Friday, July 4, 2008

On Independence Day, remembering a woman who gave all
A guest post by MARK EDWARD SOPER

It was one month ago today, Fr. Roger J. Landry writes (via NRO's Corner), that Polish volleyball champion Agata Mroz died at 26. The daughter of sports coaches, Agata led her teams to numerous national and international championships while providing a great example of leadership on and off the field.

Her greatest challenge, though, was her long fight with leukemia. She was first diagnosed with a precursor, MDS, when she was 17. By 2007, her condition forced her to leave the game, and by the time of her marriage in June, she was too ill to honeymoon with husband Jacek Olszewski.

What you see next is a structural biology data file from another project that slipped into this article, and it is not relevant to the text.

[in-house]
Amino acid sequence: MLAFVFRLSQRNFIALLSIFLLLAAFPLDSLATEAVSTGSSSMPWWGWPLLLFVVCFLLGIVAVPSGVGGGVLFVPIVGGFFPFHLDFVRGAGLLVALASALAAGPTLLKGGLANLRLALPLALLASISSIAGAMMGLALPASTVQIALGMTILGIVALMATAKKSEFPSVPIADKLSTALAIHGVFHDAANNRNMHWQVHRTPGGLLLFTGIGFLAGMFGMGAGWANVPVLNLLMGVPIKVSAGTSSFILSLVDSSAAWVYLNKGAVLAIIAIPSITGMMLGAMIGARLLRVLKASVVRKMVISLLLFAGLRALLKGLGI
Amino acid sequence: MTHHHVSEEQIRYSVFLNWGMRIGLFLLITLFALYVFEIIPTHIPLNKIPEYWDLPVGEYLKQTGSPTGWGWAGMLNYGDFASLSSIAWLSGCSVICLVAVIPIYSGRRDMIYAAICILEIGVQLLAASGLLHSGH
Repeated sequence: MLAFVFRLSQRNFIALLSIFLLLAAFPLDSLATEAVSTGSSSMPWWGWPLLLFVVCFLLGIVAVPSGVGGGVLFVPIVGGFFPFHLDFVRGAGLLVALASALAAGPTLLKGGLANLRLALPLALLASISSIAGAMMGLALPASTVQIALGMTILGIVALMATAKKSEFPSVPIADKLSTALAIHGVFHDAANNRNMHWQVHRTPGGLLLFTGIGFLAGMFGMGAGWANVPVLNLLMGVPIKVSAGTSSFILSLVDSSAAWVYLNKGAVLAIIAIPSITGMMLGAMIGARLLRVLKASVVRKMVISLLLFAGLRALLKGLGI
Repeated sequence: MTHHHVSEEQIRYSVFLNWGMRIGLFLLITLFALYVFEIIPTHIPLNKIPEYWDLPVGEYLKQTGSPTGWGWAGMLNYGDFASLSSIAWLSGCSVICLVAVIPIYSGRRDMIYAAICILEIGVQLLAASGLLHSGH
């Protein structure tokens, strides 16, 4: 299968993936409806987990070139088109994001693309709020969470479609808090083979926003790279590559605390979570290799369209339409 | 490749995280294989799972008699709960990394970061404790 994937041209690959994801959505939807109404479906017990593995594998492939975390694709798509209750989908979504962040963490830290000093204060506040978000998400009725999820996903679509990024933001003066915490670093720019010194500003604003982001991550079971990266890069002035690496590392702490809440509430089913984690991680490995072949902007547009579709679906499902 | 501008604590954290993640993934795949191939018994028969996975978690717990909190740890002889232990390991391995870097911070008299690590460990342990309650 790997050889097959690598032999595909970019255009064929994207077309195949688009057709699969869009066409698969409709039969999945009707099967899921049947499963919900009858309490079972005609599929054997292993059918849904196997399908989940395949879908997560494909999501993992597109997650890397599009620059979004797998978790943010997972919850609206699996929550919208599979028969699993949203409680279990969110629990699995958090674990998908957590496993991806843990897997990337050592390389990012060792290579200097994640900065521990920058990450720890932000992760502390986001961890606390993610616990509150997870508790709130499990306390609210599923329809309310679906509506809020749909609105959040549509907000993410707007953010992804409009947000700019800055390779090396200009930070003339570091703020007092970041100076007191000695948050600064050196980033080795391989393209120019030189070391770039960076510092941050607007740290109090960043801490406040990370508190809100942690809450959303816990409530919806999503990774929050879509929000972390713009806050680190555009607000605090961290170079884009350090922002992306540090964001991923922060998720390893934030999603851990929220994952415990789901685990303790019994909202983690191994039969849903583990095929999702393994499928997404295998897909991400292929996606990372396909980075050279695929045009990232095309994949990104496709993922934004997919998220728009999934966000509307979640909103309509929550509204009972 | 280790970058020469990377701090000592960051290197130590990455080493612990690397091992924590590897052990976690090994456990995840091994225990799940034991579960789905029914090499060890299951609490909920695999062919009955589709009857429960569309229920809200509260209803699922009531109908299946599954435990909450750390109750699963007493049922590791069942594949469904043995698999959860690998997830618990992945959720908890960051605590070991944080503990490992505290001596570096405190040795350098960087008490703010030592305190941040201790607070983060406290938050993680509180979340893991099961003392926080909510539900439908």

After becoming pregnant and being warned that she needed a bone-marrow transplant, she opted to wait until her daughter Lilliana was born to undergo transplant surgery. The bone-marrow transplant took place on May 21, but Agata caught an infection and died on June 4.

On a day when we celebrate a free nation and the sacrifices made by so many to assure its freedom, Agata's story reminds us that the love of God and the love of a mother for her child are older and greater than the love of country, and make the love of country possible.

Mark Edward Soper is a technology writer, a daily reader of the Dawn Patrol, and an occasional commenter.